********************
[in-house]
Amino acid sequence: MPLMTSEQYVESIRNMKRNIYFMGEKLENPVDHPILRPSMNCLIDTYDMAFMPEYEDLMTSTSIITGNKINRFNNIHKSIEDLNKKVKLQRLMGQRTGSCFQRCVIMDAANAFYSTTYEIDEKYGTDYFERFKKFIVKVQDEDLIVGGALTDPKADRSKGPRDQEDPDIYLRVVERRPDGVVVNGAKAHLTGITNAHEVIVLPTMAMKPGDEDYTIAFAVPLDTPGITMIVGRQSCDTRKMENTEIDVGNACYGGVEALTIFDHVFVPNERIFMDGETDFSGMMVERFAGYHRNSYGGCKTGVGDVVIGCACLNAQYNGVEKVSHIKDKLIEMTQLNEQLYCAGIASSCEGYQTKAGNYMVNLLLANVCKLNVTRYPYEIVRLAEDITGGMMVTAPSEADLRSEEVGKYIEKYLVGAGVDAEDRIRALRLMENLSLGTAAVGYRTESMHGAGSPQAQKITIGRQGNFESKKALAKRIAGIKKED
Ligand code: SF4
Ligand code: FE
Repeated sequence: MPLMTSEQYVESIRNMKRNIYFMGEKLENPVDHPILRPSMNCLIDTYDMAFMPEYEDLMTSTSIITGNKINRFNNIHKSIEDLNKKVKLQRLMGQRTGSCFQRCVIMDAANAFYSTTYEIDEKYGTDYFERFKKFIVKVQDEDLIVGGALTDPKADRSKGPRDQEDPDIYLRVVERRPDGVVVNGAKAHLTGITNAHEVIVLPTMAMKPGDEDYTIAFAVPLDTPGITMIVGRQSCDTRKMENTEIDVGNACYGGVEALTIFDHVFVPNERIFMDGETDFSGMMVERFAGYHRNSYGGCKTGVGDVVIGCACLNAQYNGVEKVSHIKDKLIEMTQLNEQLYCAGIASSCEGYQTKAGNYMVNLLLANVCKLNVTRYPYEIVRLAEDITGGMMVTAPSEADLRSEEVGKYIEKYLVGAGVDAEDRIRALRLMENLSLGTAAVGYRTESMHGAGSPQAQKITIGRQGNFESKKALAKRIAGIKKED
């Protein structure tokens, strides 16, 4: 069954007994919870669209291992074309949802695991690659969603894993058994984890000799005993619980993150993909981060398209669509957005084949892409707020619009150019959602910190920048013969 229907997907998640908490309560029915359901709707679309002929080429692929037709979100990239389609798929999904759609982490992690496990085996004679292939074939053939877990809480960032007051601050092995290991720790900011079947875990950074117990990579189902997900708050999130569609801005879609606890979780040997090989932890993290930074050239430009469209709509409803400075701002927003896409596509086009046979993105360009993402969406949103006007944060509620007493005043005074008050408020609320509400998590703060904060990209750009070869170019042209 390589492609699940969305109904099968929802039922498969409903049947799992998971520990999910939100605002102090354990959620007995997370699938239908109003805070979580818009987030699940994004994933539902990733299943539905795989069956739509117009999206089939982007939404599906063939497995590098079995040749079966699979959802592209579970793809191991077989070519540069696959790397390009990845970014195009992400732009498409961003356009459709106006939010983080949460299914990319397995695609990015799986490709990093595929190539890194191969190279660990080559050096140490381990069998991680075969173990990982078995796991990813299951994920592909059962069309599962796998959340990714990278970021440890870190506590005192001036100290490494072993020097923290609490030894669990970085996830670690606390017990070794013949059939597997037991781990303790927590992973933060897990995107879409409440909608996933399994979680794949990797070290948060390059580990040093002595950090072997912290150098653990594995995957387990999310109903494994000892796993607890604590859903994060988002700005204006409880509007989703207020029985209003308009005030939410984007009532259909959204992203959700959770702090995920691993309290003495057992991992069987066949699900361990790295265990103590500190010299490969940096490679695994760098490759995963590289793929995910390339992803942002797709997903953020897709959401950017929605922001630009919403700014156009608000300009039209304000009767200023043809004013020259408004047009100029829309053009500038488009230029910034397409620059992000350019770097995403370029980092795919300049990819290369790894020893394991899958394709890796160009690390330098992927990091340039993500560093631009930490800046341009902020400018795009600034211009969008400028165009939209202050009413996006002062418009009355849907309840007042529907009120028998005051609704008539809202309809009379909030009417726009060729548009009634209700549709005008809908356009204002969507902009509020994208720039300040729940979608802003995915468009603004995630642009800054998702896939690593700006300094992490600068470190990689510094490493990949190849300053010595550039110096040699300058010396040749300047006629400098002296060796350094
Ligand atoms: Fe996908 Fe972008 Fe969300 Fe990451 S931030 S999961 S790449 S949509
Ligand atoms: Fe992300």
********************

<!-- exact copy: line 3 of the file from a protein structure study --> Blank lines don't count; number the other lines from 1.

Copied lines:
Ligand code: SF4